On 9 March, the Swedish mission to Copenhagen demanded that Christian Frederik be disinherited from succession to the Danish throne and that European powers should go to war with Denmark unless he disassociated himself from the Norwegian independence movement. Niels Rosenkrantz, the Danish foreign minister, responded to the Swedish demands by asserting that the Danish government in no way supported Norwegian independence, but that they could not vacate border posts they did not hold. The demand to disinherit Christian Frederik was not addressed. Swedish troops massed along the border, and there were daily rumors of an invasion. In several letters to von Essen, commander of the Swedish forces at Norway's borders, Bernadotte referred to Christian Frederik as a rebel and ordered that all Danish officials who did not return home were to be treated as outlaws. But the regent countered by confiscating all navy vessels stationed in Norway and arresting officers who were planning to sail them to Denmark.
On 1 April, King Frederick VI of Denmark sent a letter to Christian Frederik, asking him to give up his efforts and return to Denmark. The possibility of disinheriting the Crown Prince was mentioned. Christian Frederik rejected the overture, invoking Norway's right to self-determination as well as the possibility of reuniting Norway and Denmark in the future. A few days later, Christian Frederik warned off a meeting with the Danish foreign minister, pointing out that it would fuel speculation that the prince was motivated by Danish designs on Norway.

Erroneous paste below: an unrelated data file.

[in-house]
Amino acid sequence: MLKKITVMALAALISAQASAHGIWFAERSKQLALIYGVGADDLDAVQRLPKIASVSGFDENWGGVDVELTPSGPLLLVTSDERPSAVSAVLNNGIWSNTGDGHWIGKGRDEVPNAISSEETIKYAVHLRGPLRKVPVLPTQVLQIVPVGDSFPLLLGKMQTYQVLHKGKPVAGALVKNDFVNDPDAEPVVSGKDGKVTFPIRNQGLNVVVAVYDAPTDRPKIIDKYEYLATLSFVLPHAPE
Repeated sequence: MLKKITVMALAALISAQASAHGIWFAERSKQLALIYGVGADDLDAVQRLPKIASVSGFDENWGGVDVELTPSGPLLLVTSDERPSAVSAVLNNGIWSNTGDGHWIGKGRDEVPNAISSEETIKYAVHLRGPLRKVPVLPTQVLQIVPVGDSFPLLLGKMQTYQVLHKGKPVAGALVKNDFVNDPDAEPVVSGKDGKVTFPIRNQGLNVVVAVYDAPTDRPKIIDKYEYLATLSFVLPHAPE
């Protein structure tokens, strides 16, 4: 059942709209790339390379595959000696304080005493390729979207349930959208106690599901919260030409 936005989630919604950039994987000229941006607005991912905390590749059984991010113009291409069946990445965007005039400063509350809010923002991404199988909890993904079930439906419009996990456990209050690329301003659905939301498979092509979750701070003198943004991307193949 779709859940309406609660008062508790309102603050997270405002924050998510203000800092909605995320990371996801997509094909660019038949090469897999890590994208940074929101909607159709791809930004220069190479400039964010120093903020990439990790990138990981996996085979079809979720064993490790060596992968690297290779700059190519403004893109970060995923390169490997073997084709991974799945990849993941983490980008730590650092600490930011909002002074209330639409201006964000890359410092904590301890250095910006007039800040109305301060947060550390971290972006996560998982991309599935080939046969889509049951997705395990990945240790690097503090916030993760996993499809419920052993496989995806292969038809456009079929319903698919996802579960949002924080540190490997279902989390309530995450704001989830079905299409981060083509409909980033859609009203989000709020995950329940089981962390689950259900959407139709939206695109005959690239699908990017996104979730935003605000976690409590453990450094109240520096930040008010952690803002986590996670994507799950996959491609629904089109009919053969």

Although the European powers refused to acknowledge the Norwegian independence movement, there were signs by early April that they were not inclined to side with Sweden in an all-out confrontation. As the constitutional convention drew closer, the independence movement gained in strength.